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Image credit: Chris Velazco/Engadget

Pixel Buds hands-on: A better way to wear Google Assistant

They're a whole lot better than talking into your smartwatch.
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Chris Velazco/Engadget

Pixel Buds isn't just the name of my Android-centric group chat anymore -- they're Google's first attempt at a wireless headset, and they're pretty smart, too. It's not hard to look at them as the answer to Apple's surprisingly popular AirPods, but they're much more capable... as long as you don't mind a cord dangling behind your head.

I'm told pairing with a Pixel is dead-simple -- just open the charging case, power them up, and you'll get a notification on the phone prompting a connection. (The units we tried were already connected, and Google didn't love the idea of me redoing all that for myself.) Getting them in your ears is easy too, but nailing the fit takes a little extra work. Remember that cord I mentioned? You can pull it out near the buds to create a little loop meant to nestle into the crevices of your ears. Given that fully wireless earbuds have a tendency to disappear if they fall out of someone's ears, I appreciate that Google thoughtfully used that cord to make sure the Buds don't go anywhere they're not supposed to.

Gallery: Hands-on with Google's Pixel Buds | 7 Photos

The idea of a tiny touchpad sitting in your ear might seem off-putting, but operating the Pixel Buds is a breeze. Quick swipes forward and back control volume, a tap pauses whatever you're listening to and... well, that's mostly it. It would've been nice to have, say, a double-tap that changes the currently playing track, but that gesture is currently used for reading notifications when they land on your phone.

Here's the best part: to activate Assistant, you just long-press the right bud and lift your finger when you're done. Not only does that better isolate your command from the noise around you, it also removes the social awkwardness of having to say "OK, Google" to yourself in public. Thankfully, Assistant is very well-suited to sitting in your ear all the time -- I asked it a couple random questions and got correct answers in mere moments, just like when I talk to my phone instead. Of course, Google's built-in translation is a show-stealer, but we couldn't really test that out. Something to save for the review units, I guess. Even so, it's a very powerful differentiator for the Pixel Buds -- if AirPods claim to fame is convenience, then the Pixel Buds' is sheer usefulness.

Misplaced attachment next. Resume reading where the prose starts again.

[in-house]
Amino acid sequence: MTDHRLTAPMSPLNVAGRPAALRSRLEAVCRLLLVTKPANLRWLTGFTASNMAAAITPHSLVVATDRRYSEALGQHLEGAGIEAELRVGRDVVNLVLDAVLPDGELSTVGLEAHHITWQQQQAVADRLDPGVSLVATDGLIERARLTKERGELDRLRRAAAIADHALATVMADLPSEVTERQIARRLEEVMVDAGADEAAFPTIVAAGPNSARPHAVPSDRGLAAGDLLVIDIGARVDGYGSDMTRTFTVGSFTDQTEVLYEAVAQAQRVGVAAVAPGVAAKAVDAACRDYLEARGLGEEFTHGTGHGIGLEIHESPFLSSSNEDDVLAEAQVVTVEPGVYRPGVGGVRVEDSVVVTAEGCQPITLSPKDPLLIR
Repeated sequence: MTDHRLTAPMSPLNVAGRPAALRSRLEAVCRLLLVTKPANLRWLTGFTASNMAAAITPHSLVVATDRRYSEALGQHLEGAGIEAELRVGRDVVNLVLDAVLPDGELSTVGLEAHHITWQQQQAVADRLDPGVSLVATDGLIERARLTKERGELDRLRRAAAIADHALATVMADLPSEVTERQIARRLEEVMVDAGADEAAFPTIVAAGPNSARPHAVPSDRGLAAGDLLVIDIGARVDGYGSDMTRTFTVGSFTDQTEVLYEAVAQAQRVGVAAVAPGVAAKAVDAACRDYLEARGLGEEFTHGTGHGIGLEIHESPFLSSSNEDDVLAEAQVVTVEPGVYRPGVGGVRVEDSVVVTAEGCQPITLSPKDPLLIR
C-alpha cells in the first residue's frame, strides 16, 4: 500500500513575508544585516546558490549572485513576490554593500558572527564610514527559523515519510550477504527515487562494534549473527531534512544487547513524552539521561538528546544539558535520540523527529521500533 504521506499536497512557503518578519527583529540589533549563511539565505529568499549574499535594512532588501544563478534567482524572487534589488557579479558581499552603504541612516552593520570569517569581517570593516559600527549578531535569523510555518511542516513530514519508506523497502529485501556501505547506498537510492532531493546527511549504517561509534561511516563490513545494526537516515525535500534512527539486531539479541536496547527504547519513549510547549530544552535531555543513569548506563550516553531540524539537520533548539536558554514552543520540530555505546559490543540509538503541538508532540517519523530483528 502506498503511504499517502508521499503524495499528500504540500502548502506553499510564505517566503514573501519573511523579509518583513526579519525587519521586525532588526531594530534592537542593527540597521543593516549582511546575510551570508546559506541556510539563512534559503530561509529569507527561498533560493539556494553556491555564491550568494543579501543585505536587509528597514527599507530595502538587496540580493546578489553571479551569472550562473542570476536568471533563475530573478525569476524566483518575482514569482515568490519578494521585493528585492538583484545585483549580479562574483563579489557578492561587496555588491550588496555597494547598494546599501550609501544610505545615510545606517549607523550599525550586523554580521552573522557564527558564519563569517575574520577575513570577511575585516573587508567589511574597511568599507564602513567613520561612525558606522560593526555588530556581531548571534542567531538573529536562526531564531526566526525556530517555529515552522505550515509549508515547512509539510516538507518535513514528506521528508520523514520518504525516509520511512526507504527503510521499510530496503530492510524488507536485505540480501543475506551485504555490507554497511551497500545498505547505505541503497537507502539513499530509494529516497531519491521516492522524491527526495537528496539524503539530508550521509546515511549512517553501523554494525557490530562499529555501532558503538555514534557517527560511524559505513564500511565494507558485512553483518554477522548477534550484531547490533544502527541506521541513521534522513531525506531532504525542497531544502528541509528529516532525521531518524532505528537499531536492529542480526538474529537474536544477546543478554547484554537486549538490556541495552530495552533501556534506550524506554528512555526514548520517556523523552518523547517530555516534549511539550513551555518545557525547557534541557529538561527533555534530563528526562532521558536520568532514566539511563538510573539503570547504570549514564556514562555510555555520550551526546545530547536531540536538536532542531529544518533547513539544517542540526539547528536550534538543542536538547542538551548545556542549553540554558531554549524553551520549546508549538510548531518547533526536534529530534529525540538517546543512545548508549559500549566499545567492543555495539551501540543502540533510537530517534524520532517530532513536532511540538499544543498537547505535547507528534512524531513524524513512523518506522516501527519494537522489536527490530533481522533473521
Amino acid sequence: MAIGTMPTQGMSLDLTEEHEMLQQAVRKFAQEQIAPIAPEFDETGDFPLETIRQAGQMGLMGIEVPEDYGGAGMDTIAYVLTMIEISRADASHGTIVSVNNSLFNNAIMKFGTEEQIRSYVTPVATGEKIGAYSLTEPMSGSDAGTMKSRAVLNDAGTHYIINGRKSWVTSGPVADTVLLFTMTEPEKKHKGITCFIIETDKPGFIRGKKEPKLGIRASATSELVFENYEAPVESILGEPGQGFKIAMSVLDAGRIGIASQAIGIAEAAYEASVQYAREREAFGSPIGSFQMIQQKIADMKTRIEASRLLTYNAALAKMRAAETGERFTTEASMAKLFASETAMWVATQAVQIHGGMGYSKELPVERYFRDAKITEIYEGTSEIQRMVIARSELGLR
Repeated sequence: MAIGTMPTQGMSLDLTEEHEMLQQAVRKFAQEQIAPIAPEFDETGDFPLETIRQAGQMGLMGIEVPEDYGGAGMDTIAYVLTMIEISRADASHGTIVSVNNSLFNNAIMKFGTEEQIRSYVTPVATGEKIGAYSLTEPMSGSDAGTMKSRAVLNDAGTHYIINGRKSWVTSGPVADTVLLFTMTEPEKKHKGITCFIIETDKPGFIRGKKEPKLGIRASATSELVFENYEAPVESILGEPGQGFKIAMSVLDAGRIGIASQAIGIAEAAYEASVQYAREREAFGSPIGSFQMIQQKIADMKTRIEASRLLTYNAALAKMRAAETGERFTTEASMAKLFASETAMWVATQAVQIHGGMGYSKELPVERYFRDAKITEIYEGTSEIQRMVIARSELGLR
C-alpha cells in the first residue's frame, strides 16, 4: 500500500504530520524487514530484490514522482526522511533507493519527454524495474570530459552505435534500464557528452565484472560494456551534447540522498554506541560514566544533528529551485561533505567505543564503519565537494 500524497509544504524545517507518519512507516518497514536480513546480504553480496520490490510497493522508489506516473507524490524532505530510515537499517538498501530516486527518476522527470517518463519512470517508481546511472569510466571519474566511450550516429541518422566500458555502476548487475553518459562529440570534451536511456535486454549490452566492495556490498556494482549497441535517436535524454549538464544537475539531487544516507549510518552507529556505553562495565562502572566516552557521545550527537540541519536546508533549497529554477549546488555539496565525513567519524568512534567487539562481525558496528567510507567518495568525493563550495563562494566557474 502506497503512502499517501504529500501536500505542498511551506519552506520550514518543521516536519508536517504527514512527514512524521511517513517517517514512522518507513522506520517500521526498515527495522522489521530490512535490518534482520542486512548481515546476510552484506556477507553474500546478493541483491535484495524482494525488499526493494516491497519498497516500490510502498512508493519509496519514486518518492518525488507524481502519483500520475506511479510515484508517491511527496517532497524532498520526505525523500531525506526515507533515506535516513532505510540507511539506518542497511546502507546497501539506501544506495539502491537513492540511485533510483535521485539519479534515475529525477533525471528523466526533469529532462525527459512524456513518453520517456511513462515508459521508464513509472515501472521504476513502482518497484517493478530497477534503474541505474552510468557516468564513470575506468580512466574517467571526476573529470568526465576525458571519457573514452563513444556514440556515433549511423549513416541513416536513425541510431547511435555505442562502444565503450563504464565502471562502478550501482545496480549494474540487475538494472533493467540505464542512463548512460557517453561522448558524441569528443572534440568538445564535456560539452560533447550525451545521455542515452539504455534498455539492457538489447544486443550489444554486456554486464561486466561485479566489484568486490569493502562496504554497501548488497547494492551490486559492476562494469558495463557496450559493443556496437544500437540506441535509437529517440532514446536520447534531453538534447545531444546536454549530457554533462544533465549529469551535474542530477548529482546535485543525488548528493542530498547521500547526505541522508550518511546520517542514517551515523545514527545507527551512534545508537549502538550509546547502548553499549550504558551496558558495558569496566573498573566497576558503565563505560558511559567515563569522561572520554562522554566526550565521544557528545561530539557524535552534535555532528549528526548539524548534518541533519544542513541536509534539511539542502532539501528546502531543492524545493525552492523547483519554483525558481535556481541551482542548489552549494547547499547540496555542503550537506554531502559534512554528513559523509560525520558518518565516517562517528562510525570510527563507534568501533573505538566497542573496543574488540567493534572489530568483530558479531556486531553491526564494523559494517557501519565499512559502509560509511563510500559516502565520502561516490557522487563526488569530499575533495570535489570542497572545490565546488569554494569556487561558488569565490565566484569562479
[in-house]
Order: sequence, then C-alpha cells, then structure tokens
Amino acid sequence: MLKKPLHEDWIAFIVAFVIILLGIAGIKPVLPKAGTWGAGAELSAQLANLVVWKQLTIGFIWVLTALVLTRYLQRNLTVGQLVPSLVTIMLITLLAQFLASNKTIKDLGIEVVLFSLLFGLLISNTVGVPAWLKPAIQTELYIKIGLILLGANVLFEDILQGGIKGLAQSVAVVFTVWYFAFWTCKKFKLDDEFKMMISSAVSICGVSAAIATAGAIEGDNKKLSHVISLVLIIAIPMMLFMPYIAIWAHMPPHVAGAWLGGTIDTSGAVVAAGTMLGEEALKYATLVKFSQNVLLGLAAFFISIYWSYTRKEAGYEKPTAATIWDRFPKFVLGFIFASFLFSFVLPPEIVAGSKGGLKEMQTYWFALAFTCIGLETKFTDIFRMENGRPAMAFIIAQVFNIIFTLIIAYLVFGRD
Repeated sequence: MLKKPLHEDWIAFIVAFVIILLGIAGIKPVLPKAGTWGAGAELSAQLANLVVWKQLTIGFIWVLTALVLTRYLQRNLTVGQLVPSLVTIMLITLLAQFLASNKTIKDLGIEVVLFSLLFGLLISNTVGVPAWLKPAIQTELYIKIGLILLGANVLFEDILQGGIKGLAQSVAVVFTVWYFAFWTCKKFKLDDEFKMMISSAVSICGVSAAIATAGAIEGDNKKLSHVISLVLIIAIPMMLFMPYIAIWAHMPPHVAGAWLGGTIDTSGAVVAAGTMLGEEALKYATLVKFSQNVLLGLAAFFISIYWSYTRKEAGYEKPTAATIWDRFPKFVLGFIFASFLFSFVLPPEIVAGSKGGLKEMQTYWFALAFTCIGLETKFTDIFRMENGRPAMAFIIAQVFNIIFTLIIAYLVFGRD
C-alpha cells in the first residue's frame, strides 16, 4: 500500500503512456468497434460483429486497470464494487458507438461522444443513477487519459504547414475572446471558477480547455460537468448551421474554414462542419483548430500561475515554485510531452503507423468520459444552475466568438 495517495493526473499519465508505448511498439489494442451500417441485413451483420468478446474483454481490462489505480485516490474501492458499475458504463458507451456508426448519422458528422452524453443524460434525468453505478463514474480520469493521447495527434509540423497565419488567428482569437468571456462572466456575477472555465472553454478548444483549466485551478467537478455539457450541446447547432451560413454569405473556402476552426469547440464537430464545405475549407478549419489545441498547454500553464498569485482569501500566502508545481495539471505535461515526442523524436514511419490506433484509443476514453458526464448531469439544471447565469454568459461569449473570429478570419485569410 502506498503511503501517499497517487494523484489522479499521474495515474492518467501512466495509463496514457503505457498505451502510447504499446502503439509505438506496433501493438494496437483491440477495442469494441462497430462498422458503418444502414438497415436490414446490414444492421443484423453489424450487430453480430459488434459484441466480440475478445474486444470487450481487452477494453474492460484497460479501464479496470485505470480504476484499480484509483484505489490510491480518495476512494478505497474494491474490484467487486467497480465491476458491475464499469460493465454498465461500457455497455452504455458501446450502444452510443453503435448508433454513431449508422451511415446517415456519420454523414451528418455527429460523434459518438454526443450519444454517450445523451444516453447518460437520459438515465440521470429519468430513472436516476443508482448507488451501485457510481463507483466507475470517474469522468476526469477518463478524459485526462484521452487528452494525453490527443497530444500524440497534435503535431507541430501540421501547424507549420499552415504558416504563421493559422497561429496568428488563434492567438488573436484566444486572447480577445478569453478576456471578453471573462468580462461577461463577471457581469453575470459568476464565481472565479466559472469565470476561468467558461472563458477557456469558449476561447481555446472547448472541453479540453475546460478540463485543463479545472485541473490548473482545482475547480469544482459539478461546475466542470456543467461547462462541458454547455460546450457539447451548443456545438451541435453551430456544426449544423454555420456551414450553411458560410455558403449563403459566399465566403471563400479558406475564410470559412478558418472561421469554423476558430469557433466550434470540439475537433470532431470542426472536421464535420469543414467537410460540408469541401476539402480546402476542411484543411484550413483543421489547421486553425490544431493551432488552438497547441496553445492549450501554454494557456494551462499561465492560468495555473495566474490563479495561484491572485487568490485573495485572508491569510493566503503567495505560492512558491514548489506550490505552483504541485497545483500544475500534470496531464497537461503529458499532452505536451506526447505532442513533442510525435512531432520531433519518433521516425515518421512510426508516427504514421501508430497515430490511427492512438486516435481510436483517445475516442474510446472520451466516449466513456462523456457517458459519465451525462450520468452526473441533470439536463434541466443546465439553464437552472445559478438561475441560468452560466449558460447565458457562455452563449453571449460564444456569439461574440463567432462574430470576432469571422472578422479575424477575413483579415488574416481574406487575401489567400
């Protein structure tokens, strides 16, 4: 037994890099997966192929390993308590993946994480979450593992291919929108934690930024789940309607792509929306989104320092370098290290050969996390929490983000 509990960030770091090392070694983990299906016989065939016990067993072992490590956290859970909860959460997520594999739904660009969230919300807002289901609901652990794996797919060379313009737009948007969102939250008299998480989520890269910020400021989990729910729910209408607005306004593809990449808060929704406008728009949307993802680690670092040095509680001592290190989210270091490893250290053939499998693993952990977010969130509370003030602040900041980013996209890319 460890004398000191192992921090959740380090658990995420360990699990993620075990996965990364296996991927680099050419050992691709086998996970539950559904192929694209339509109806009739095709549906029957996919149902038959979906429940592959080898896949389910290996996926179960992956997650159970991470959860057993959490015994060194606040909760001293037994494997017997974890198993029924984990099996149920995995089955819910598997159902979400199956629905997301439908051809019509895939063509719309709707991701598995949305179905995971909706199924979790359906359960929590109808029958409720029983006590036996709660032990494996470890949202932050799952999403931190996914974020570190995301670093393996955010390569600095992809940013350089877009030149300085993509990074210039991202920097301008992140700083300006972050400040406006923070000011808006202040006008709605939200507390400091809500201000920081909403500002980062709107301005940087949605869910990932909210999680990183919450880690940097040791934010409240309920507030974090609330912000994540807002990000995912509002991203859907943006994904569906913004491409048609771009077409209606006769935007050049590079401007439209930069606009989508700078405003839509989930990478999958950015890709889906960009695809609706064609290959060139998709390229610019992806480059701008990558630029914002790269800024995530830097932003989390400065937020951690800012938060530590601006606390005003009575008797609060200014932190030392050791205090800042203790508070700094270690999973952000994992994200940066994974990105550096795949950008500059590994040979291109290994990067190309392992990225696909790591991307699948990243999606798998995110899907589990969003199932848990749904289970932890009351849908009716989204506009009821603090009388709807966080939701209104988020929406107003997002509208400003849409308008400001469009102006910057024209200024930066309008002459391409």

Sadly, being in a corner of room slammed with hungry journalists made it difficult to get a sense of how they really sound. The music I piped through was perfectly audible and even pretty pleasant -- even though the Buds don't seal your ear canal the way in-ear buds do -- but the nuances were pretty quickly drowned out. The bass came through nice and punchy, though. We'll circle back on this when we get to test the Buds more thoroughly.

This isn't the first time we've been able to wear Google Assistant -- that came with smartwatches running Android Wear 2.0. It is, however, the first time wearing Google Assistant actually feels natural. I can count the number of times I've used Siri via AirPod on two hands, but I could actually imagine chatting with my Pixel Buds and getting value out of it. Here's hoping the final versions are actually worth listening to -- we'll find out when they go on sale this November.

Follow all the latest news from Google's Pixel 2 event here!

In this article: av, gear, google, hands-on, pixel2event, pixelbuds

Chris is Engadget's senior mobile editor and moonlights as a professional moment ruiner. His early years were spent taking apart Sega consoles and writing awful fan fiction. That passion for electronics and words would eventually lead him to covering startups of all stripes at TechCrunch. The first phone he ever swooned over was the Nokia 7610, because man, those curves.

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